The positive effects "pale beside the negative consequences of the deficits" for interest rates, trade and other aspects of the economy, he said.
Contrary to most expectations, Hulten's analysis indicates that the present value of the tax write-offs for business investment in new equipment and structures proposed by Reagan actually is more generous than that provided under current law. (Present value is an economic concept that takes into account expected inflation by regarding a dollar to be received at some future time as worth less than a dollar received today.) However, more of the investment write-off would come in the later years of an asset's useful life, so the increase in value of the depreciation charges would build sharply in the future. Rising depreciation claims are treated as costs by businesses and therefore reduce profits and taxes paid by businesses.
A number of tax experts also foresaw no large economic gain from simplification of the current code because some simplifications in the Reagan plan were matched elsewhere by new complexities, particularly for corporations.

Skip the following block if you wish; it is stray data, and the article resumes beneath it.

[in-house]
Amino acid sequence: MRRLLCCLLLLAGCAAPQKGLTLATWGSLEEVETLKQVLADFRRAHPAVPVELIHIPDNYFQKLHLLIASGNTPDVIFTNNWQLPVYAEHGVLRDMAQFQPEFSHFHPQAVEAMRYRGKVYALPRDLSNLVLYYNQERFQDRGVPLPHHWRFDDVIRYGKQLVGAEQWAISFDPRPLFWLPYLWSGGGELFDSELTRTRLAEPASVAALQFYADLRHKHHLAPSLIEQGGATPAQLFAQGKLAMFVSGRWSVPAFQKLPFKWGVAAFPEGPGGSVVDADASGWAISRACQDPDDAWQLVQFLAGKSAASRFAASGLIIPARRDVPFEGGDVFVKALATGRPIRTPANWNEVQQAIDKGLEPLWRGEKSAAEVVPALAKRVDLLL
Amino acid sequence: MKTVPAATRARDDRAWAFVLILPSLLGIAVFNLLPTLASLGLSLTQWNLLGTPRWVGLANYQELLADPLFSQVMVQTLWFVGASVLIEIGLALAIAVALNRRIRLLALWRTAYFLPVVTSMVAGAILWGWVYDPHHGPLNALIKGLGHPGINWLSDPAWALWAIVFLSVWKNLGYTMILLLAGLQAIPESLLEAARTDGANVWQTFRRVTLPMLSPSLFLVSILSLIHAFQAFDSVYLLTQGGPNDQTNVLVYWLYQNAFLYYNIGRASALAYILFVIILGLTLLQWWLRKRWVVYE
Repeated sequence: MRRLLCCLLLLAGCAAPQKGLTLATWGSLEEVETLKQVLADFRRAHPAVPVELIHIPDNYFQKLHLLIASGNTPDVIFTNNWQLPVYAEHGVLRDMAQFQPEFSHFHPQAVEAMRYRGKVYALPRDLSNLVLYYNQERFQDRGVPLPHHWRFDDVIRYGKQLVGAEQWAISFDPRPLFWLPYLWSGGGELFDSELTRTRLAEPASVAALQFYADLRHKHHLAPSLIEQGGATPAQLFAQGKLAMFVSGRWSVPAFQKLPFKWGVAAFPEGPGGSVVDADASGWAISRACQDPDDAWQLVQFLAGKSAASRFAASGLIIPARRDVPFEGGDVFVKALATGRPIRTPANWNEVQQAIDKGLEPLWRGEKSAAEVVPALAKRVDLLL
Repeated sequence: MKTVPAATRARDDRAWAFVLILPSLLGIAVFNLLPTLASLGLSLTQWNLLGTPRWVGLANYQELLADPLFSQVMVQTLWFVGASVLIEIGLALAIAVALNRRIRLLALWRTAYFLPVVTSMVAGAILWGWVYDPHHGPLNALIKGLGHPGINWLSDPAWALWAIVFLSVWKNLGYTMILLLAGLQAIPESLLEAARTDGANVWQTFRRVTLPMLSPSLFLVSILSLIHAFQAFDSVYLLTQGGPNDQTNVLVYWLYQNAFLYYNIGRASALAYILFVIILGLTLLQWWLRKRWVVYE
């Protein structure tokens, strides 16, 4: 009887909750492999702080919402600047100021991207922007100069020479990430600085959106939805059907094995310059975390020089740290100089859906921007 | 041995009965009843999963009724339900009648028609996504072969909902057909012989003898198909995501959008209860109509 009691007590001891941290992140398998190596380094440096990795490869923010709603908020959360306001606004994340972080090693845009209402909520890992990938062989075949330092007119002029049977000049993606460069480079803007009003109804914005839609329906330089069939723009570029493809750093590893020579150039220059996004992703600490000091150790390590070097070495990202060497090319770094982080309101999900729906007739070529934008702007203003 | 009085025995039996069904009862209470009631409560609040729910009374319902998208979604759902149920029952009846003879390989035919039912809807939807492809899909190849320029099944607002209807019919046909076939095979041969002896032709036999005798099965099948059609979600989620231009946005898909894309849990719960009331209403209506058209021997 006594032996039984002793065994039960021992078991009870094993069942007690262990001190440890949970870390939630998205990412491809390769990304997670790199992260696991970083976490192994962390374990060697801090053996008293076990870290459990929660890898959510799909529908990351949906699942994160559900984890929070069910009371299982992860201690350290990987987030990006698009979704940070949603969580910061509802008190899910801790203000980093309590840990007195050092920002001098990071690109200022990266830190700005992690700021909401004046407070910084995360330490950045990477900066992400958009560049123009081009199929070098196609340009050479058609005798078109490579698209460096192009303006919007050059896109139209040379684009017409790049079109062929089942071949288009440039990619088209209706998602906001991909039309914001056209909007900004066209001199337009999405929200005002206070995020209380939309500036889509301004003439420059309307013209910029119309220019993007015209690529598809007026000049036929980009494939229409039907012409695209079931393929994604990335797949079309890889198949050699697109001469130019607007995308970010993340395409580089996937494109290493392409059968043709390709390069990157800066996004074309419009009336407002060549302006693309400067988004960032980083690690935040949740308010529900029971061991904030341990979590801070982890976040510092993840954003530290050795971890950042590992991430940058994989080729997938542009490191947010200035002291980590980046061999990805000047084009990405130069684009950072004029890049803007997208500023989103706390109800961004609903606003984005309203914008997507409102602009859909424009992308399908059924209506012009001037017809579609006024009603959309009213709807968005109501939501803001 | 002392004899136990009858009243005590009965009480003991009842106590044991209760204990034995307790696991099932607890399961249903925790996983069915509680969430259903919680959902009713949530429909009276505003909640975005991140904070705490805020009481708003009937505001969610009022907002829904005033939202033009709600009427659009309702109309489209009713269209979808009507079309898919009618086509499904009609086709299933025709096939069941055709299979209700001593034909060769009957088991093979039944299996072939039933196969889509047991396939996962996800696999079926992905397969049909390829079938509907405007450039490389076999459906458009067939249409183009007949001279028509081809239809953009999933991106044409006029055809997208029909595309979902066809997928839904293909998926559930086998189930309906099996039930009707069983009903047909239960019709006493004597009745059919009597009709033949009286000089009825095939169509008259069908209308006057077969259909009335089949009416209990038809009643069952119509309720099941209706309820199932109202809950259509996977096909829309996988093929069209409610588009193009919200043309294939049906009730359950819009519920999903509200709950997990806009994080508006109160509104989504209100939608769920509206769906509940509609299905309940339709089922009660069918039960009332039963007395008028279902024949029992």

Emil Sunley, a deputy Treasury secretary for tax policy in the Carter administration now with the accounting firm Deloitte Haskins & Sells, said, for example, that the attempt to recapture some of the windfall gains that would accrue to companies as a result of the interaction of accelerated depreciation in the recent past and the prospective cut in the corporate tax rate from 46 percent to 33 percent is going to make "every firm get out a sharp pencil. . . . It will be a very divisive feature within the business community."
None of the analysts were optimistic about curbing the appeal of investments that may be uneconomical but provide significant shelter for income from other sources. "That was the expectation in 1981" when the top individual income tax rate was dropped from 70 percent to 50 percent, said the Urban Institute's Hulten. "I am not sure I would want to make the case it will this time."
Investments in such shelters as real estate syndications burgeoned even after the top rate was cut, according to the Internal Revenue Service. Prospective curbs on shelters also have been lessened by an administration retreat on several shelter-limiting provisions contained in the original Treasury proposal, the economists said.
Hulten said he based his expectation of a small boost in economic activity on an analysis of the combination of proposed changes in the taxation of income from corporate capital assets of corporations. The combination -- including repeal of the 10 percent investment tax credit for equipment, a new schedule for business write-offs of the cost of capital investments (depreciation), more preferential treatment of capital gains, a new 10 percent deduction for dividends paid, and the drop in corporate tax rates -- likely would mean that corporations would seek a one-time 5 percent increase in the desired level of the nation's total stock of capital